• Dancing With Hitler: Examining the Movements of the Nazi Movement and Geopolitics of Dance

      Bohman, Allison; The College at Brockport (1/1/2013)
      Dancing With Hitler: Examining the Movements of the Nazi Movement and Geopolitics of Dance The physical location of the body combined with the political climate of a given culture plays critical role in shaping what kind of movement aesthetic is accepted by society. In examining the geopolitics of dance with a focus on Nazi Germany between the years 1930-1945, this presentation discusses what was happening to dance in Europe under Hitler’s control. From being utilized as a weapon of manipulation and propaganda, to dictating what art could be created, to forcing dancers to flee the artistic oppression and collaborate with Western dancers, there is no denying the sway geography and politics had in influencing modern dance. Dance has the power to control; and Hitler’s Nazi party was cunning in utilizing the strength of physical movements to literally mobilize an entire nation into falling under their oppression. Whether it was militaristic marching, or the infamous Nazi out-stretched arm, the movements implemented by this regime combined with inevitable geopolitical factors ultimately impacted dance as we know it today.
    • Healthy Eating Habits of School Aged Children in Rural-Areas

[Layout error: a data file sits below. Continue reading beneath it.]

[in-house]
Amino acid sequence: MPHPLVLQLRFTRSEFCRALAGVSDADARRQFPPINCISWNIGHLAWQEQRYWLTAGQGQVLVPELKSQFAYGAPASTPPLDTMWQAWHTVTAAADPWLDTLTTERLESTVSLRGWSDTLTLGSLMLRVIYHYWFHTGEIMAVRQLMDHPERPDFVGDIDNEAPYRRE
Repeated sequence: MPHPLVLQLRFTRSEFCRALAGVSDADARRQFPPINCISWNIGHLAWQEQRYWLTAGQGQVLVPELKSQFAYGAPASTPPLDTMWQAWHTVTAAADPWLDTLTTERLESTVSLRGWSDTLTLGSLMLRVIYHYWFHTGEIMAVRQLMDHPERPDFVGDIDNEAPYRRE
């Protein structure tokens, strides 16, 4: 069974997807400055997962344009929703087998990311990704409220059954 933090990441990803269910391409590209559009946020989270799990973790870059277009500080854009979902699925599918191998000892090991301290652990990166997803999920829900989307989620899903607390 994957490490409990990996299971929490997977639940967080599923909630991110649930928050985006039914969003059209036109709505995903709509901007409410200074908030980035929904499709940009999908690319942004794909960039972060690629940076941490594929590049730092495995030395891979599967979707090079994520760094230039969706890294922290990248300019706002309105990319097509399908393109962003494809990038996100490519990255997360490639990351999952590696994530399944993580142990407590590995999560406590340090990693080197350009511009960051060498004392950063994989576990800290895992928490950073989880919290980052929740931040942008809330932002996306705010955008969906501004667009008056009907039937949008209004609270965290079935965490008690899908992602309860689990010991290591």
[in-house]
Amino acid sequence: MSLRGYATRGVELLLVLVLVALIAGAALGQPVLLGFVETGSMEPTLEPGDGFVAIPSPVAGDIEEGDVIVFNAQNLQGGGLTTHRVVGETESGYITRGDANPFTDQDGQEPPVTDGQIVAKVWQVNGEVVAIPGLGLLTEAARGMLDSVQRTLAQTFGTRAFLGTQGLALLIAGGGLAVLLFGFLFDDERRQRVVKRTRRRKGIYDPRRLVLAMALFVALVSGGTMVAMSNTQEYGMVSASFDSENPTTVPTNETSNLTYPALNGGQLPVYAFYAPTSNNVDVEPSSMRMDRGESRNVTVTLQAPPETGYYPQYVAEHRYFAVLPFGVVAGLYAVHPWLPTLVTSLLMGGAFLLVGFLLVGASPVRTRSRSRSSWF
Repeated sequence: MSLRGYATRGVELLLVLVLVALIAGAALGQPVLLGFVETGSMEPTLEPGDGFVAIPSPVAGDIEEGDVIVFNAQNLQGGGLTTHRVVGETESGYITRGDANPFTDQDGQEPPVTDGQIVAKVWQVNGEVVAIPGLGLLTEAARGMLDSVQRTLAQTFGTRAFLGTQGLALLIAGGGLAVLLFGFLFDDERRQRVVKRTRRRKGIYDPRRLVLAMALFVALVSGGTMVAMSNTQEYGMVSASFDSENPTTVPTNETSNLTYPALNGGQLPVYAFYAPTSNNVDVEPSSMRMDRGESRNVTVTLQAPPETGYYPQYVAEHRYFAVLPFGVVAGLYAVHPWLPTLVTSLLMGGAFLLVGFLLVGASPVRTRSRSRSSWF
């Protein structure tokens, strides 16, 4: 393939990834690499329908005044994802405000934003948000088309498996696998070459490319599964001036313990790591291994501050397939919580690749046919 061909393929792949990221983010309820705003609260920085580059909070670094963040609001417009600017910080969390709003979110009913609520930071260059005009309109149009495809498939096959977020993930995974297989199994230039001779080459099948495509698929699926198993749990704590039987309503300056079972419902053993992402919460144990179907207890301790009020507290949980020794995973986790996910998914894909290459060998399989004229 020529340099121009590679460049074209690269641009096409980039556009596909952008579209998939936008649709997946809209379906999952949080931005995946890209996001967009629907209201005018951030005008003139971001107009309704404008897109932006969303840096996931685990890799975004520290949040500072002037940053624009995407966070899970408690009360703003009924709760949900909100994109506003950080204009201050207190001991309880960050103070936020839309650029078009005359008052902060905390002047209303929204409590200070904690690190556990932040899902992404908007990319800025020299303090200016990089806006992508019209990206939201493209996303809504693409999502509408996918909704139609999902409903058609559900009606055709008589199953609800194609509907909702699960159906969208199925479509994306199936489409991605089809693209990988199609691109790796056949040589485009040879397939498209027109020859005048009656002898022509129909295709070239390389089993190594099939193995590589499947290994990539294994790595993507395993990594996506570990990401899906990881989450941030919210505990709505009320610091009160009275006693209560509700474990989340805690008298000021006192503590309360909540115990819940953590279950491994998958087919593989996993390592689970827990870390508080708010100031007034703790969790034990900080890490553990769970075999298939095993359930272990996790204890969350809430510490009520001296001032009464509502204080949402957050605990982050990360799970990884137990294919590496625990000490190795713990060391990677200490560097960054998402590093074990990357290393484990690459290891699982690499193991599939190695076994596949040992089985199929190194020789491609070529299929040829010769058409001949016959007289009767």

Wormley, Amanda M.; The College at Brockport State University of New York (1/1/2013)
      Childhood obesity is a growing epidemic in the United States. Despite the programs that have been implemented and the information that has been disseminated to prevent and stop this epidemic, childhood obesity is still very prevalent among society. The aim of this study is to determine why obesity is still such an epidemic, specifically in rural areas of the United States. This study also provides further understanding of interventions to impact healthy eating habits in children. During the intervention implemented, children received a short lesson on healthy eating habits and the “Healthy Food Plate Model.” After, they took a pre test and a post test to see how much their knowledge improved from the lesson. Both tests included ten multiple-choice questions, arranged in differing orders. Test means increased from pre-test to post-test (51.76 to 60.48). A paired samples t-test showed the results to be statistically significant (p < 0.002). The findings of this study supports providing elementary school aged children with nutritional education may impact their ability to make wiser, and healthier choices regarding food intake. The findings also show that further research is needed in this topic area, and children would greatly benefit from continuous, routine nutritional lessons during elementary school.
    • The (Cinematic) Dark Knight

      Fitzgerald, Brian; The College at Brockport (1/1/2013)